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Publication numberUS8858853 B2
Publication typeGrant
Application numberUS 12/062,994
Publication date14 Oct 2014
Filing date4 Apr 2008
Priority date4 Apr 2008
Also published asUS9409349, US20090250834, US20150034235
Publication number062994, 12062994, US 8858853 B2, US 8858853B2, US-B2-8858853, US8858853 B2, US8858853B2
InventorsChristopher S. Huskamp, Gregg Miltenberger
Original AssigneeThe Boeing Company
Export CitationBiBTeX, EndNote, RefMan
External Links: USPTO, USPTO Assignment, Espacenet
Formed sheet metal composite tooling
US 8858853 B2
Abstract
A method and apparatus for manufacturing a tool for creating composite components. A sheet metal material is secured over a forming tool in an incremental sheet metal forming machine. The sheet metal material is incrementally shaped with a stylus to form a shape for the tool. The tool is removed from the incremental sheet metal forming machine when the shape for the tool is complete. Composite materials on the tool are laid up, wherein the shape of the tool provides a desired shape for a composite component.
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Claims(15)
What is claimed is:
1. A method for manufacturing a tool for creating composite components, the method comprising:
securing a sheet metal material over a forming tool in an incremental sheet metal forming machine such that a first surface of the sheet metal material contacts the forming tool, the forming tool having a shape;
incrementally shaping the sheet metal material with a stylus to form a shape for the tool wherein the stylus contacts a second surface of the sheet metal; and
removing the tool from the incremental sheet metal forming machine when the shape for the tool is complete, wherein the shape of the tool is characterized by a first surface that differs from the shape of the forming tool; and
laying up composite materials on the tool, wherein the shape of the tool provides a desired shape for a composite component with a composite material layup machine.
2. The method of claim 1 further comprising:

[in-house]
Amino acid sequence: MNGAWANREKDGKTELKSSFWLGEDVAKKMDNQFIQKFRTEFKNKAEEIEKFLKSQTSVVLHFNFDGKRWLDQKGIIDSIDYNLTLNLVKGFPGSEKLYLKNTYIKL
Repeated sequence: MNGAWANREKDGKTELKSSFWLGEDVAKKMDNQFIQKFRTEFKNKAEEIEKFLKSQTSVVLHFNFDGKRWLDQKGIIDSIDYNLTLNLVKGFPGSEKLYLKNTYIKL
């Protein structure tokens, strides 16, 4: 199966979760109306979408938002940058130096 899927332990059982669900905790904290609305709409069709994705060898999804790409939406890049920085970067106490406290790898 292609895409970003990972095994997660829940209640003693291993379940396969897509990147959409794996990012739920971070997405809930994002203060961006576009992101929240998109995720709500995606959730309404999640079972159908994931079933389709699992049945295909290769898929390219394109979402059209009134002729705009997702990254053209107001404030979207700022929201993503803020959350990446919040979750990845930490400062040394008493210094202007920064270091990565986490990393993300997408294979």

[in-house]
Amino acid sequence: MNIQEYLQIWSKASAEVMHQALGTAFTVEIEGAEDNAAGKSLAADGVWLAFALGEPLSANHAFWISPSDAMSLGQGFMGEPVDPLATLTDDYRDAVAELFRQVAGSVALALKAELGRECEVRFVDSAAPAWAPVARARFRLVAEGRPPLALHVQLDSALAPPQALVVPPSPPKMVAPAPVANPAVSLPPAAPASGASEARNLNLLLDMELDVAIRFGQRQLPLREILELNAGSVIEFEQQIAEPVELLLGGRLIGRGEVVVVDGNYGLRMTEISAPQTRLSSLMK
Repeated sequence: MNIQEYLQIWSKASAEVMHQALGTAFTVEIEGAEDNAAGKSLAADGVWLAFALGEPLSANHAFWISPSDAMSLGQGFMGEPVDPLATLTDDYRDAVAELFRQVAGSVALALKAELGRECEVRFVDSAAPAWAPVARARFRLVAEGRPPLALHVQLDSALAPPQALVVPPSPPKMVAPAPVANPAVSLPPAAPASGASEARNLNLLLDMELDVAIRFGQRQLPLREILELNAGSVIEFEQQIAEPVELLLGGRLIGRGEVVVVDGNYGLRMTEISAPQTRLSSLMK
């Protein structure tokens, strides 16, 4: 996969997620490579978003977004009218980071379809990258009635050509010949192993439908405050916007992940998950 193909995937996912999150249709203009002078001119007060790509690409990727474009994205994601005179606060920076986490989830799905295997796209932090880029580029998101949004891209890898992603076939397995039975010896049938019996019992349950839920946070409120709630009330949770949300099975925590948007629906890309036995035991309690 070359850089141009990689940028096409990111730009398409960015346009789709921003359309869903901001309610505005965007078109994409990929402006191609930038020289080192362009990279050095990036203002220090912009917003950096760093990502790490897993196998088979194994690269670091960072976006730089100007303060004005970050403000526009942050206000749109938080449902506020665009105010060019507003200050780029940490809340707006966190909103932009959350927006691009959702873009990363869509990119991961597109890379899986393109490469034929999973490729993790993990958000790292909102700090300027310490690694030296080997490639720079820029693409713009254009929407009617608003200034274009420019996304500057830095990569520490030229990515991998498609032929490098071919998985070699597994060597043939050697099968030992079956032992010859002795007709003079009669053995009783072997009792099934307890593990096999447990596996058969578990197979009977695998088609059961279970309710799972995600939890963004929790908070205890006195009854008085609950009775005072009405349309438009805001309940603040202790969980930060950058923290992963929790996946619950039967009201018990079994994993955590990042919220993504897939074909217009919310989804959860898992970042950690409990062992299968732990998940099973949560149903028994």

curing the composite materials laid up on the tool to form the composite component in the desired shape.
3. The method of claim 1, wherein the sheet metal material is secured in a frame and wherein the incrementally shaping step comprises:
moving the frame about a first axis and a second axis, wherein the first axis and the second axis define a plane; and
moving the stylus about a third axis, wherein the third axis is about perpendicular to the plane.
4. The method of claim 3, further comprising:
moving the frame along the third axis.
5. The method of claim 1, wherein the incrementally shaping step comprises:
pressing the stylus against the sheet metal material and the forming tool to form a shape for the tool in different locations to incrementally form the shape.
6. The method of claim 1, wherein the incrementally shaping step is controlled by a computer.
7. The method of claim 1, wherein the composite component is one of a wing panel, a fuselage, and a control surface.
8. The method of claim 1, wherein the sheet metal material is selected from one of steel alloys, aluminum alloys, nickel alloys, and titanium alloys.
9. The method of claim 1, wherein the sheet metal material has a thickness from about 5/1000 of an inch to about 180/1000 of an inch.
10. The method of claim 1 wherein the step of laying up composite materials comprises laying up a fabric material and a resin material.
11. The method of claim 1 wherein the step of laying up composite materials comprises laying up composite materials on the second surface of the sheet metal material.
12. The method of claim 1 wherein the step of incrementally shaping the sheet metal material with a stylus is performed such that spaces exist between first surface of the sheet metal material and the forming tool.
13. The method of claim 1 wherein the step of laying up composite materials on the tool is performed with a layup machine.
14. The method of claim 1 further comprising the step of curing the composite materials.
15. A method for manufacturing a tool for creating composite components, the method comprising:
securing a sheet metal material over a forming tool in an incremental sheet metal forming machine, wherein the forming tool is characterized by a contact surface such that a first surface of the sheet metal material contacts the contact surface of the forming tool;
incrementally shaping the sheet metal with a stylus to form a shape for the tool,
wherein the stylus contacts a second surface of the sheet metal material,
wherein the stylus moves downward in small increments,
removing the tool from the incremental sheet metal forming machine when the shape for the tool is complete;
laying up composite materials on the tool, wherein the shape of the tool provides a desired shape for a composite component in a form selected from the group consisting of an aircraft wing panel, a fuselage, a control surface, a fuselage interior subassembly, automotive composite parts, and maintenance replacement sections; and
curing the composite materials laid up on the tool to form the composite component.
Description
BACKGROUND INFORMATION

1. Field

The present disclosure relates generally to manufacturing a component and in particular to manufacturing composite components. Still more particularly, the present disclosure relates to a method and apparatus for creating tools to manufacturing composite components.

2. Background